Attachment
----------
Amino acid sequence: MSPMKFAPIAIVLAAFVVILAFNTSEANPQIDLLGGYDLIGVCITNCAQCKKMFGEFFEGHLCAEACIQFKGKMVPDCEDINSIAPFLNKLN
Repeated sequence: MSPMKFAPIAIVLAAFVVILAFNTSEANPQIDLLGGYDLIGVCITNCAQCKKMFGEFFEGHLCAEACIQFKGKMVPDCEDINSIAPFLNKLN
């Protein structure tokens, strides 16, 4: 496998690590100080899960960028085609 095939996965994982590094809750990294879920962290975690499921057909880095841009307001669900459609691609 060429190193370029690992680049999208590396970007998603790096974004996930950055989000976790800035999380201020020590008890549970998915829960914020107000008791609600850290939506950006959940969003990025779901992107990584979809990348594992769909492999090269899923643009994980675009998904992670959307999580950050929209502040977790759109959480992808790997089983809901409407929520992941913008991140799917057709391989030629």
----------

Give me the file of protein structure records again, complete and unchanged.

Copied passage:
Amino acid sequence: MSPMKFAPIAIVLAAFVVILAFNTSEANPQIDLLGGYDLIGVCITNCAQCKKMFGEFFEGHLCAEACIQFKGKMVPDCEDINSIAPFLNKLN
Repeated sequence: MSPMKFAPIAIVLAAFVVILAFNTSEANPQIDLLGGYDLIGVCITNCAQCKKMFGEFFEGHLCAEACIQFKGKMVPDCEDINSIAPFLNKLN
């Protein structure tokens, strides 16, 4: 496998690590100080899960960028085609 095939996965994982590094809750990294879920962290975690499921057909880095841009307001669900459609691609 060429190193370029690992680049999208590396970007998603790096974004996930950055989000976790800035999380201020020590008890549970998915829960914020107000008791609600850290939506950006959940969003990025779901992107990584979809990348594992769909492999090269899923643009994980675009998904992670959307999580950050929209502040977790759109959480992808790997089983809901409407929520992941913008991140799917057709391989030629």